Most cats are neatniks and spend up to 50 percent of their awake time indulging in some form of cat grooming. However, grooming is learned by copy-cat behavior during kittenhood. Kittens learn to lick themselves at a very young age and are self-bathing by the time they're weaned.
Understanding Why Cats Groom
Grooming does more than keep the cat looking good. This activity maintains healthy skin by stimulating the production of sebum, an oily secretion produced by sebaceous glands at the base of each hair. Licking spreads sebum over the hair coat to lubricate and protect the fur and make it shine. It also removes loose hair and prevents mats, and removes dirt and parasites like fleas.
Grooming is also a barometer for feline health. An unthrifty appearance can signal illness in a cat, and older cats with arthritis may be unable to pretzel themselves enough to stay pristine. The emotional or physical illness may trigger excessive grooming behavior such as licking a specific area bald, either because of pain or anxiety.
Cats can't sweat to cool themselves. While dogs pant to cool off, a cat that pants (open mouth breathing) is hyperthermic (over-heated) and may need veterinary attention, depending on the situation. Instead of panting to cool off, cats rely on the evaporation of saliva spread on the fur.
How Cats Groom
Every cat has her own grooming ritual, but most begin with the licking of the mouth, chin, and whiskers first. That's followed by each shoulder and foreleg. She'll then wash both flanks and hind legs, the genitals, and then her tail from tip to end.
A cat uses a dampened forepaw to scrub face, head, and ears and redampens her paw by licking after every few swipes. She'll switch paws depending on which side she's washing.
Next, she'll scratch with rear claws to clean and groom the neck and ears. She nibbles on rear claws to keep them groomed, and both nibbles and claws an object to file her front claws into shape.
A cat's tongue has numerous spines, or papillae, that make the tongue's surface rough. You may notice this when a cat licks your skin and it feels like sandpaper. These papillae help grab onto the fur and comb through it, making grooming even more efficient.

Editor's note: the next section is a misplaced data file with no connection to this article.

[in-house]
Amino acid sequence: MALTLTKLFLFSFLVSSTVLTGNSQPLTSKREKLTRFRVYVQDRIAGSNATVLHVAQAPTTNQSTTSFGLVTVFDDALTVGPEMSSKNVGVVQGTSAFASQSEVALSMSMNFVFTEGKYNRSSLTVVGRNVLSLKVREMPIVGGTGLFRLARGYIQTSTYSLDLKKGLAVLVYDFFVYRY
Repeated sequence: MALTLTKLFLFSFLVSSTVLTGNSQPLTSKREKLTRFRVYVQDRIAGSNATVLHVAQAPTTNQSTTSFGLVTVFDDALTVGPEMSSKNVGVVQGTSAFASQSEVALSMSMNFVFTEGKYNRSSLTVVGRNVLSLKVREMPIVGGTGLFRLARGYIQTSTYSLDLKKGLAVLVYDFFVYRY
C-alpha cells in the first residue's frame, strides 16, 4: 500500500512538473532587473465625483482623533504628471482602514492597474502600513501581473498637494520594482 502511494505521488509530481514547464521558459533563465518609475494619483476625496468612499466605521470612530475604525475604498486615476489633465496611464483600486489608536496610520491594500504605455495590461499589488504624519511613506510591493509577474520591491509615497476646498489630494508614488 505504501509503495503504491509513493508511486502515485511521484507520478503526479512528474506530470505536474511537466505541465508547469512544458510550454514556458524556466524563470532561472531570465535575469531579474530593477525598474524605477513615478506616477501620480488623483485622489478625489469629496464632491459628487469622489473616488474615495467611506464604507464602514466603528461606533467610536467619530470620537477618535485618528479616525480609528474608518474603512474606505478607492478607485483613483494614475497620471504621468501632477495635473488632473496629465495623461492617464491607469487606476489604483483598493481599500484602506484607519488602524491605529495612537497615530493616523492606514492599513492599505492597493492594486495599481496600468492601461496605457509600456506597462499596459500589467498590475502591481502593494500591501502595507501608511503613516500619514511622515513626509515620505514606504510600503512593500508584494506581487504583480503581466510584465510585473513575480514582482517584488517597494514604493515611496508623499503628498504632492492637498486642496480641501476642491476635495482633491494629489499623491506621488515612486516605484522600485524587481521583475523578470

Mutual grooming expresses the friendly relationship between cats. It also helps cats get grooming attention to hard-to-reach areas of the body, usually the back of the head and neck regions.
However, mutual grooming is more of a social activity than a hygienic one. Grooming another cat expresses comfort, companionship, and even love. Cats that groom an owner's hair, lick your arm and accept the owner's petting actually are engaging in mutual grooming that expresses trust and affection. You are kitty-blessed!
Cats also use grooming to make themselves feel better emotionally. Behaviors that seem inappropriate to the situation are termed "displacement" behaviors. Cats use grooming in this function more than any other behavior. Your kitty may suddenly groom herself when feeling fearful, to relieve tension, or when uncertain how to react to a situation.
For example, a cat faced with an aggressive animal may (instead of running) suddenly begin frantically grooming. Or perhaps your cat misjudges a leap and falls and then begins to furiously groom as though embarrassed. In this case, grooming serves as a self-calming (kitty massage) mechanism.
Animal behaviorists believe self-grooming as a displacement behavior helps the cat deal with conflict. Perhaps the touch-sensation has a direct effect on brain chemistry or neurologic impulses that make the distressed cat feel better. In other words, self-grooming may be self-medicating with a feline form of Prozac. Or maybe it's just an unconscious way for the cat to distract herself, the way some people bite their nails to relieve tension.
Some displacement grooming is perfectly normal for cats. But if your cat becomes obsessive about grooming so that it interferes with other normal behavior or causes physical harm (hair loss or skin injury, for example), seek a veterinarian's advice.